East Timor's peaceful but contentious first round of balloting last week for the largely ceremonial post of president may give the impression that a stable democracy has taken root in that island nation. Unfortunately, East Timor's troubles are far from over. Indonesia's harsh annexation of East Timor lasted from 1975 to 1999 and left deep, disabling wounds. At best, elections this spring for a new president and prime minister might become turning points in the struggle for democratic self-sufficiency.The presidential vote starts a crucial second round of elections for the new state, which was created with United Nations assistance after Indonesia's forces withdrew, with a final, punitive spasm of violence, in 1999. It has been five years since the Timorese adopted a constitution and elected their first president, parliament, and prime minister. In that time, former freedom fighters have often fought each other, shaking the foundations of the new state and requiring the prolonged presence of some 3,000 peacekeepers, mostly from Australia and New Zealand.
Armed conflict last year between rival security forces, the consequence of feuding among political elites, deprived Timorese of basic safety and raised the specter of anarchy. In combination with pervasive unemployment, particularly among the 40 percent of the population that is under age 25 , those clashes between factions of the armed forces have opened the way for street warfare among youth gangs.
"If I am president of this country, I will ask the UN, Australia, and New Zealand to stay on here for as many years as possible," one of the leading candidates for president, Jose Ramos-Horta, has said. "More important than so-called issues of sovereignty and nationalism, for me, is that the common people are able to sleep in peace at night," said the Portuguese -speaking diplomat, who shared a Nobel Peace Prize with East Timor's Catholic bishop, Carlos Belo, for their nonviolent roles in the independence struggle.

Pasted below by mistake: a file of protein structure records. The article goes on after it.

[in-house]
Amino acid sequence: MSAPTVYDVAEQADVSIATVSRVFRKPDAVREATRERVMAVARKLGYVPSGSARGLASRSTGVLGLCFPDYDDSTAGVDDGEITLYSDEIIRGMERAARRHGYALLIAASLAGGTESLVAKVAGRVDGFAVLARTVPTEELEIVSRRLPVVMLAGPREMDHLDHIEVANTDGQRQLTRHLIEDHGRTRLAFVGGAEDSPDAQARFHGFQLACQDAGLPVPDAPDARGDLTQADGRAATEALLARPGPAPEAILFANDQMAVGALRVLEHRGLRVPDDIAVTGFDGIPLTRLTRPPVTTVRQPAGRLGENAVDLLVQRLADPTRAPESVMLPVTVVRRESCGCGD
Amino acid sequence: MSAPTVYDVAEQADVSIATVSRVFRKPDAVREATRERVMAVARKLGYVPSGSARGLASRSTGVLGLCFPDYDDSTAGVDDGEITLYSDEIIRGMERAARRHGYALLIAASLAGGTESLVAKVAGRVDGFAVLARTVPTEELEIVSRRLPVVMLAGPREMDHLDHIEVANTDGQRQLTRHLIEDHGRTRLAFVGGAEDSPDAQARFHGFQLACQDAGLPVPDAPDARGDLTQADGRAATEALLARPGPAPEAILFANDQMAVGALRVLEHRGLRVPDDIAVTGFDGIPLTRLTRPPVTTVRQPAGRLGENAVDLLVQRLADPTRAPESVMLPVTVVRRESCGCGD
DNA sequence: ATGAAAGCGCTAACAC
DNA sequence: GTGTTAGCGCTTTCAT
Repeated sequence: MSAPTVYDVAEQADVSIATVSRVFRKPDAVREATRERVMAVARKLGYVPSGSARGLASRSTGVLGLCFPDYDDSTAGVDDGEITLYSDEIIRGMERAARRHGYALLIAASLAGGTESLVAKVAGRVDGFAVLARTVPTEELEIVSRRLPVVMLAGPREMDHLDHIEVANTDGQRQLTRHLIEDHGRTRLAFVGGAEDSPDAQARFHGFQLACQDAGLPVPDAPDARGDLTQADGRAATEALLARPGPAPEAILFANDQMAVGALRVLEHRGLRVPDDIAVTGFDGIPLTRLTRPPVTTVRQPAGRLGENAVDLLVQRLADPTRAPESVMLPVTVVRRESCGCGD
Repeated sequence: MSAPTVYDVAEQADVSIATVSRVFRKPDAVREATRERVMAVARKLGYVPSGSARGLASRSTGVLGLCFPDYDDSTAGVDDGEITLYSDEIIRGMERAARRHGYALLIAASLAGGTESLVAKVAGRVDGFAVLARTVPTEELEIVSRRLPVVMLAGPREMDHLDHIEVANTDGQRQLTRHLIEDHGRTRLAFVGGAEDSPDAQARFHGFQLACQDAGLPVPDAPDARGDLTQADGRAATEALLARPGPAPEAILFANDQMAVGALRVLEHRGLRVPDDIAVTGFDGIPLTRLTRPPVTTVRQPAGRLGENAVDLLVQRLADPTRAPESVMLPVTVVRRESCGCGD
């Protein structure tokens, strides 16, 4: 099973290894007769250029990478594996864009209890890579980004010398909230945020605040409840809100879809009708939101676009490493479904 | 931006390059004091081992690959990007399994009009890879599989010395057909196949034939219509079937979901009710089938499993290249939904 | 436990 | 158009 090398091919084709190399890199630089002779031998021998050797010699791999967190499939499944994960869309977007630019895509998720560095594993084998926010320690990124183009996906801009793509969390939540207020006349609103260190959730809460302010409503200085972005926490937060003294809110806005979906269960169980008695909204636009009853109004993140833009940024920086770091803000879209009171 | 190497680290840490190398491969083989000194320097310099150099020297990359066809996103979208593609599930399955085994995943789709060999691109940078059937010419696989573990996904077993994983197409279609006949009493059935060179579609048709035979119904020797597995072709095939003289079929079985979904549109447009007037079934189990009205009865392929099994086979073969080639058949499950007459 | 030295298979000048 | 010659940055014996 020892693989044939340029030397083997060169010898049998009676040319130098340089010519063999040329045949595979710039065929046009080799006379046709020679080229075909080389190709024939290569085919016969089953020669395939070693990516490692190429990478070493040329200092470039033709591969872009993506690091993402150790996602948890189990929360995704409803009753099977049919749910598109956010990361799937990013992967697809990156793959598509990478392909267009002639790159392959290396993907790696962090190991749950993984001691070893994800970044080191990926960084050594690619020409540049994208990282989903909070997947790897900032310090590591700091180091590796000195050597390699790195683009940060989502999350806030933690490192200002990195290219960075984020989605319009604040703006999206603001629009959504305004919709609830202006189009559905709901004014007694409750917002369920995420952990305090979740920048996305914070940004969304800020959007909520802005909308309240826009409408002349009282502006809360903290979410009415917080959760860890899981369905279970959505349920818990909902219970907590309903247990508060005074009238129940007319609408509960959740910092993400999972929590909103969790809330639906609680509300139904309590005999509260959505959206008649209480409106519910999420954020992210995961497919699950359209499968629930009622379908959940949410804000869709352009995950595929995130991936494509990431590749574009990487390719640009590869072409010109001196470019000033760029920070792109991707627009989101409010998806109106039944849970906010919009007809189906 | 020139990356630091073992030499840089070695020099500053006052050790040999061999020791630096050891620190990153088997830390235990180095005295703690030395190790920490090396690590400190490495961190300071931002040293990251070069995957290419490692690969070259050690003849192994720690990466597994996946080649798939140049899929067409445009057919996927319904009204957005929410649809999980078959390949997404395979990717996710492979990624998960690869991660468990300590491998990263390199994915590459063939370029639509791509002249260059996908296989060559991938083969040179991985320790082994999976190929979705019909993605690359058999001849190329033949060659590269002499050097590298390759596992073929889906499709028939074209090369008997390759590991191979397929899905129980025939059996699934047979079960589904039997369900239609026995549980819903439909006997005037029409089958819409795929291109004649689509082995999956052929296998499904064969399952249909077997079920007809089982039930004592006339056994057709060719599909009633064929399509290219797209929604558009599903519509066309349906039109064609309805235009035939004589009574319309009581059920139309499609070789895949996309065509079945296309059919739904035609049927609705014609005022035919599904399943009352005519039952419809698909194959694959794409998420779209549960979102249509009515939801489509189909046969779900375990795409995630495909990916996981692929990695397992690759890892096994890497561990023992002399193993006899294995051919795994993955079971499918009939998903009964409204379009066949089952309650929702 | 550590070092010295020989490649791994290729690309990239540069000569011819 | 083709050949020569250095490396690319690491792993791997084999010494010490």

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Whatever the outcome of East Timor's elections this spring, there will be a great need for the international community to remain engaged in keeping the peace among Timorese and helping them overcome the half-island's dire poverty. The new nation has begun to receive royalties from offshore oil and gas reserves, but it still needs funds for job-creating infrastructure projects. And to transform the bleak prospects of young men now in youth gangs, there must be broad-based vocational training programs.
Nation-building is still needed today in East Timor because foreigners did so much to destroy the foundations of that new country, including President Gerald Ford and his secretary of state, Henry Kissinger, who winked at Indonesia's 1975 invasion. It is always easier to destroy than to help build a nation.
© Copyright 2007 The Boston Globe